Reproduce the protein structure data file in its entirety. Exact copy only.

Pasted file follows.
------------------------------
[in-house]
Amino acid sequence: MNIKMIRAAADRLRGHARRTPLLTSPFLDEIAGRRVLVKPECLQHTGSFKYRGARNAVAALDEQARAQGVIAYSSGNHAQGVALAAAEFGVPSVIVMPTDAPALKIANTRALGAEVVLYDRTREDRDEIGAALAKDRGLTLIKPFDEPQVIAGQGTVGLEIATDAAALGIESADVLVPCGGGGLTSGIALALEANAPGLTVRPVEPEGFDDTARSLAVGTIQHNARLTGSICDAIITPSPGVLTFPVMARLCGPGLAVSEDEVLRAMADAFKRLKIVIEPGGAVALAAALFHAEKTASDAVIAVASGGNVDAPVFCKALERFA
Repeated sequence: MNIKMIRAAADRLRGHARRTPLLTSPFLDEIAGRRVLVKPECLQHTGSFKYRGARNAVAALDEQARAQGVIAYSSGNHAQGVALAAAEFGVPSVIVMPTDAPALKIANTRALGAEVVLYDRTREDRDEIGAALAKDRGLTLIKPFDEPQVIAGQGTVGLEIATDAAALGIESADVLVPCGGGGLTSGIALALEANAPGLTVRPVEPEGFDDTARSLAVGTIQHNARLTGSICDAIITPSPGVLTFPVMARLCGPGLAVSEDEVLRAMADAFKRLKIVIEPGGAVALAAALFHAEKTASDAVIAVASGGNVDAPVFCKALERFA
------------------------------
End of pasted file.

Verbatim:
[in-house]
Amino acid sequence: MNIKMIRAAADRLRGHARRTPLLTSPFLDEIAGRRVLVKPECLQHTGSFKYRGARNAVAALDEQARAQGVIAYSSGNHAQGVALAAAEFGVPSVIVMPTDAPALKIANTRALGAEVVLYDRTREDRDEIGAALAKDRGLTLIKPFDEPQVIAGQGTVGLEIATDAAALGIESADVLVPCGGGGLTSGIALALEANAPGLTVRPVEPEGFDDTARSLAVGTIQHNARLTGSICDAIITPSPGVLTFPVMARLCGPGLAVSEDEVLRAMADAFKRLKIVIEPGGAVALAAALFHAEKTASDAVIAVASGGNVDAPVFCKALERFA
Repeated sequence: MNIKMIRAAADRLRGHARRTPLLTSPFLDEIAGRRVLVKPECLQHTGSFKYRGARNAVAALDEQARAQGVIAYSSGNHAQGVALAAAEFGVPSVIVMPTDAPALKIANTRALGAEVVLYDRTREDRDEIGAALAKDRGLTLIKPFDEPQVIAGQGTVGLEIATDAAALGIESADVLVPCGGGGLTSGIALALEANAPGLTVRPVEPEGFDDTARSLAVGTIQHNARLTGSICDAIITPSPGVLTFPVMARLCGPGLAVSEDEVLRAMADAFKRLKIVIEPGGAVALAAALFHAEKTASDAVIAVASGGNVDAPVFCKALERFA